As an Episcopal priest, I have been involved with many funerals through the years. I've observed that whenever someone has spoken at these services, or at the reception that followed, the comments offered about the deceased have almost always included stories about how the deceased had loved and served others. I've heard stories of community service, stories of those who were loving friend or neighbor, father or mother, grandparent, aunt or uncle, stories of volunteer work, stories of generosity regarding time and money, stories of working with non-profit organizations, stories of people who gave in and through a faith community, and stories of individuals who served their country. Rarely at a funeral have I heard stories of a person's worldly accomplishments, and even when those have been mentioned it was usually in the context of how the deceased used such accomplishments to serve and give back to others. In last Friday's column I wrote of how Jack, my father-in-law, was very near death. Jack passed away last Friday night. It was a peaceful ending, permeated with the love of family and friends. This weekend we will gather to remember and celebrate Jack's life, and I know there will be a myriad of stories shared about his love and service to others as they will help us all remember and honor his life.
Why do we tell these stories of love and service when we remember someone's life? There are probably many reasons, but two principle reasons come to mind. First, I think we cherish and share these stories because they are a very important way in which the love of the person who has died continues to live on for us. I believe that what you and I do for ourselves comes from our egos and what we do for others comes from our souls, and it is the soul of a person that continues to live on after death.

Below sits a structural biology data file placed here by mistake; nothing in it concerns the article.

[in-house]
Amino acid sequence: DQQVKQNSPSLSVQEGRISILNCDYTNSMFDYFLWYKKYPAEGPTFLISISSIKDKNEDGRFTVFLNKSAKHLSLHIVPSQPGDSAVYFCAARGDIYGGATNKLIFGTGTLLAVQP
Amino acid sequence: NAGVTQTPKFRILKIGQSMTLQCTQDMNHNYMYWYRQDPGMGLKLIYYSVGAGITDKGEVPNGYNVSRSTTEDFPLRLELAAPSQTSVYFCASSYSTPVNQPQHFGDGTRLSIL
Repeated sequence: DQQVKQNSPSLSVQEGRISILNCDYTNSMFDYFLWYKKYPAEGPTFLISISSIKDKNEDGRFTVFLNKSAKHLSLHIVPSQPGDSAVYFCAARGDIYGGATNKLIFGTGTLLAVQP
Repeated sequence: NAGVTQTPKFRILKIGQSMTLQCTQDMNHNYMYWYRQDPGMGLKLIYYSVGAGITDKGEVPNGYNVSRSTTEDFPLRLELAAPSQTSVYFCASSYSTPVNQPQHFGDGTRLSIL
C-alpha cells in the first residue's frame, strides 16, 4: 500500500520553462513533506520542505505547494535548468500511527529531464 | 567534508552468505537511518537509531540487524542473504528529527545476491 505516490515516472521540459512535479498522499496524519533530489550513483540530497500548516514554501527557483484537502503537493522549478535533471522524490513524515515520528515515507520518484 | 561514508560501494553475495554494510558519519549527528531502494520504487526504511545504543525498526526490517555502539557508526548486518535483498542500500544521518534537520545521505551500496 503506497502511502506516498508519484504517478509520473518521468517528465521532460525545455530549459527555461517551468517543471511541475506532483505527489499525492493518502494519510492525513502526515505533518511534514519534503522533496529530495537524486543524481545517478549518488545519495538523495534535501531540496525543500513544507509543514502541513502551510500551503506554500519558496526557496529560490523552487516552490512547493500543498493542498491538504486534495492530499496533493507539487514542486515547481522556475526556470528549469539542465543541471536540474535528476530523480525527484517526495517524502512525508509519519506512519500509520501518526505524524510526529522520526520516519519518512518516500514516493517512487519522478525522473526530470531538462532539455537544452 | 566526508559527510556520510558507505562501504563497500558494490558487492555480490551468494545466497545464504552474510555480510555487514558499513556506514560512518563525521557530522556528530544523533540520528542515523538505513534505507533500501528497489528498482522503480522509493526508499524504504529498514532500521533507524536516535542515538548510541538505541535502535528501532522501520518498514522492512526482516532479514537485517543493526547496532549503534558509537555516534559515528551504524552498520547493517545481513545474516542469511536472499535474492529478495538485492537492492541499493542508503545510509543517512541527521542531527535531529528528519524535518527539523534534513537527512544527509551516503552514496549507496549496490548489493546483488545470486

The second reason I believe we tell stories of a person's love and service to others is that they inspire all those who tell and hear them to live similar lives. Stories of sacrifice, stories of being there for others, stories of making a difference in the lives of others encourage and inspire us to go and do likewise. Our collective memory is best served when it is filled with stories of love, service, and sacrifice.
This Monday, as a nation, we will celebrate Memorial Day, a time for our collective memory to honor the stories of those who gave the ultimate sacrifice of their lives in love and service to our country. Remembering those who died in service to our country reminds us that we are the beneficiaries of their sacrifices and additionally inspires us to provide loving service to others, to a cause greater than ourselves. May those who gave so much inspire us to commit to some new form of love, service, and sacrifice for others.
As you celebrate this Memorial Day may you take time to remember and share with others the inspirational stories of those you have known who have loved, served, and sacrificed during their lifetimes.